December 26, 2013 | Dave Dechant


With the advent of the new year, I wanted to touch on a few web design topics now and moving forward. Responsive design is more popular and relevant than ever, flat design has taken a strong hold as the design de jour, and HTML5 seems to unofficially be the industry term for all things that are new(ish) to the web.


Responsive Design

red-wing-responsive

A couple of years ago we decided to jump on the responsive web design bandwagon. It seemed like a good decision then, an even better one now. Responsive design has allowed the web to be an all-around better place for all web users and their myriad devices.

With the ability to give the client a website with one code base that automagically adjusts the layout and functionality, web design has simultaneously become more capable, yet increasingly complicated.

The responsive capabilities allow for websites that can give the user an overall better experience, while remaining platform agnostic. This often leads to better performance as well, which means more business for clients. At the same time, it also brings an almost endless barrage of design decisions to the forefront.

With new devices comes new functionality, screen resolutions, etc. The fact is, there is simply no way to test or design specifically for all of these devices. Here at ThinkSEM, we use analytics to dramatically cut down the list of devices we test/design for. Analytics data tells us the devices visitors are using to view a given site, which means we can make sure each site is optimized properly for its audience, rather than wasting time designing for any/all devices in the wild.


Flat Design

treehouse-screenshot

Web design aesthetics are constantly changing. Much of this is due to the new technology we see in the code we use (HTML5, CSS3), the software available (Sublime Text, Codekit, SASS), and the browsers (Chrome, Firefox) that contain our work.

When the web got its start, the technology at the time allowed for designs that were minimal by necessity. As the speed and capability of the web grew, so did the complexities of web design. Websites contained more imagery and interaction than ever.

You know that whole, “With power comes responsibility” thing? Well, let’s just say that there are many designers (yours truly included) who felt the need to use these newer capabilities simply because they could.

Fast-forward to the web landscape of today, and it’s amazing to see how things have come full circle. Flat design basically runs with the concept of a cleaner, easier-to-use web. Consider the goal of most websites. The users’ experience should be as simple and hassle-free as possible.

By removing unnecessary clutter from the design, and using color or other tools of conversion, the user is better able to find the information they need, or reach the goal their site visit was made for.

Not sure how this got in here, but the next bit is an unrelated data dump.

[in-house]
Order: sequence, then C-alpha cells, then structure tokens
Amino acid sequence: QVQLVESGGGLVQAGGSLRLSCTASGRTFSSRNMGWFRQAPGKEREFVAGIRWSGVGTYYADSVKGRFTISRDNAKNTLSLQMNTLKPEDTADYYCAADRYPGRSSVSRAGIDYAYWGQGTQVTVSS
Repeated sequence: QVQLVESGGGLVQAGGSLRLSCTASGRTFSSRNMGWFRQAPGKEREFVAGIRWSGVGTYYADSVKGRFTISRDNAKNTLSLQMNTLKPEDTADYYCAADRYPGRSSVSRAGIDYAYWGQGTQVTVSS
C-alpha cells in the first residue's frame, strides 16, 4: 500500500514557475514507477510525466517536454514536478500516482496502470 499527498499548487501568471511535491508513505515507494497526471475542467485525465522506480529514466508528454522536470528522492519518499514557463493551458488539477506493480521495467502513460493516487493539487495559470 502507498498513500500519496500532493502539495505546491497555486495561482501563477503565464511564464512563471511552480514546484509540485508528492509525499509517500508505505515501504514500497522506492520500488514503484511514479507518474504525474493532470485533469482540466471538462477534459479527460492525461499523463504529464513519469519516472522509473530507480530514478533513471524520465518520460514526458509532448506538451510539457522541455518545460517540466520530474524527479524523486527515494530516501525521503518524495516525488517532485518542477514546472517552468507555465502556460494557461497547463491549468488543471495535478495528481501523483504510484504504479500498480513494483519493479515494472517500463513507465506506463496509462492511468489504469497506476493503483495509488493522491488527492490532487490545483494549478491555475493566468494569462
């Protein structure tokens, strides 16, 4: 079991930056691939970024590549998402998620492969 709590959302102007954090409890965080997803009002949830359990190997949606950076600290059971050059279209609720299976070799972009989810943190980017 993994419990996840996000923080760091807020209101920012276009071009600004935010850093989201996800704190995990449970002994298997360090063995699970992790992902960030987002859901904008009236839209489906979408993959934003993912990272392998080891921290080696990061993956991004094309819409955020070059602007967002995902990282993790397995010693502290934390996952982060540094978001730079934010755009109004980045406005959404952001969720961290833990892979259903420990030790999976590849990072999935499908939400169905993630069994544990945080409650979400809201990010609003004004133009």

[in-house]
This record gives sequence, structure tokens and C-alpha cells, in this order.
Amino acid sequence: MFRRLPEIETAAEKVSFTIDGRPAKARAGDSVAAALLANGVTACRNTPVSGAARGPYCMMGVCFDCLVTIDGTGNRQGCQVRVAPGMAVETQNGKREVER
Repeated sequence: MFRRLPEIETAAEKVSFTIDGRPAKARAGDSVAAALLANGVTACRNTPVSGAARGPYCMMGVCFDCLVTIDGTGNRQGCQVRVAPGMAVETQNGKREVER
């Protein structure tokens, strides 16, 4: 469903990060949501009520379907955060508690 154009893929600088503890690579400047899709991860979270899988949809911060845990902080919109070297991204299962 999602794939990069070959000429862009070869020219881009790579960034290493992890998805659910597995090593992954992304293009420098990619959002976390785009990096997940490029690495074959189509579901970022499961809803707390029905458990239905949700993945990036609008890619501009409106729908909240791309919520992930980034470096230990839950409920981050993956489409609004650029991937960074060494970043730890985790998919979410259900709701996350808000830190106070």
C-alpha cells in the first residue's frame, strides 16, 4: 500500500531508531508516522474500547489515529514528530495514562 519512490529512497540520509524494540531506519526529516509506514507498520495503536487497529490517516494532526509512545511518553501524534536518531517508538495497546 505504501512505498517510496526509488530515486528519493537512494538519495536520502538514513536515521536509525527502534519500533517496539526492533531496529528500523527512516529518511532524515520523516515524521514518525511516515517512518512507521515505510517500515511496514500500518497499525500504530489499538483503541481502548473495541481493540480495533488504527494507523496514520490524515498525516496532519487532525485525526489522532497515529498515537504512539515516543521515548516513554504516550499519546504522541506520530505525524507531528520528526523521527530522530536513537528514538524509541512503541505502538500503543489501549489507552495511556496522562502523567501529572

What Does HTML5 Mean To You?

html5-logo

This last bit is just my current gripe with the industry at large. While HTML5 actually refers to the front-end markup of a website and is simply the latest iteration of HTML, the term is used indiscriminately. While this is a minor gripe and not worth getting to worked up over, I would like to see terms used properly within the industry at least…

Annoyances aside, it’s great to have all the technical and semantic upgrades that come from using HTML5.


The Web: 2014 Edition

So, what will the web look like in 2014? For the average user, I believe it will look fairly similar, albeit increasingly faster, easier to use, and available in more ways.

As for the creators, I look forward to the increased potential of browsers and the software we use to help make better performing web experiences.

And as for myself, I think I’ll take a cue from flat design by looking at how I go about creating websites. It seems as though I add a new piece of software to my process every month.

Here’s a question I propose: Of the software used in your design/development process, which is actually making your process more efficient?

Remember, the end goal is to create something that works well for the client. And while it’s great to dabble in all the new shiny stuff our industry kicks out, I for one will be keeping closer tabs on the new things I adopt, and whether or not it’s a necessity, or more of a “me too” type addition to my process.

What sort of things are you looking forward to in 2014? Feel free to comment below, and have a great new year!


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